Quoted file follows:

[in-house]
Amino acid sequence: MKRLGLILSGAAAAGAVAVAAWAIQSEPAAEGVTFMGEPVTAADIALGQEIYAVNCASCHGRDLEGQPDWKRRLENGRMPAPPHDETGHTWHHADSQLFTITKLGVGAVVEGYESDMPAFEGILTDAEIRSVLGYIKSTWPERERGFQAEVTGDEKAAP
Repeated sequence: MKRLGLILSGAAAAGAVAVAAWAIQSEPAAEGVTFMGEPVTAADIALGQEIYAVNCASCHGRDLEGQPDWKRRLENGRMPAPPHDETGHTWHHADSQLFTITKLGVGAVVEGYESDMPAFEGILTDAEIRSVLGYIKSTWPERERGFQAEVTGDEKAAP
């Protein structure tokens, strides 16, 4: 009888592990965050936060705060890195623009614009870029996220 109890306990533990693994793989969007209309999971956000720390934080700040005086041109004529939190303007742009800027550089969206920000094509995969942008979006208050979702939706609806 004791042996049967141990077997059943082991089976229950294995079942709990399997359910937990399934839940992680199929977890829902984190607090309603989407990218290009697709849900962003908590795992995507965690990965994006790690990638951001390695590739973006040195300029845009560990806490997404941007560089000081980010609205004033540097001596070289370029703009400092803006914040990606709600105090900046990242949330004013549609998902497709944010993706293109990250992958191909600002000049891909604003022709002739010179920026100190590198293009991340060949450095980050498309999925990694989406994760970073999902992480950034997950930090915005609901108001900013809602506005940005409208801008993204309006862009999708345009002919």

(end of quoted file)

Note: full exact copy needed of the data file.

[in-house]
Amino acid sequence: MKRLGLILSGAAAAGAVAVAAWAIQSEPAAEGVTFMGEPVTAADIALGQEIYAVNCASCHGRDLEGQPDWKRRLENGRMPAPPHDETGHTWHHADSQLFTITKLGVGAVVEGYESDMPAFEGILTDAEIRSVLGYIKSTWPERERGFQAEVTGDEKAAP
Repeated sequence: MKRLGLILSGAAAAGAVAVAAWAIQSEPAAEGVTFMGEPVTAADIALGQEIYAVNCASCHGRDLEGQPDWKRRLENGRMPAPPHDETGHTWHHADSQLFTITKLGVGAVVEGYESDMPAFEGILTDAEIRSVLGYIKSTWPERERGFQAEVTGDEKAAP
């Protein structure tokens, strides 16, 4: 009888592990965050936060705060890195623009614009870029996220 109890306990533990693994793989969007209309999971956000720390934080700040005086041109004529939190303007742009800027550089969206920000094509995969942008979006208050979702939706609806 004791042996049967141990077997059943082991089976229950294995079942709990399997359910937990399934839940992680199929977890829902984190607090309603989407990218290009697709849900962003908590795992995507965690990965994006790690990638951001390695590739973006040195300029845009560990806490997404941007560089000081980010609205004033540097001596070289370029703009400092803006914040990606709600105090900046990242949330004013549609998902497709944010993706293109990250992958191909600002000049891909604003022709002739010179920026100190590198293009991340060949450095980050498309999925990694989406994760970073999902992480950034997950930090915005609901108001900013809602506005940005409208801008993204309006862009999708345009002919």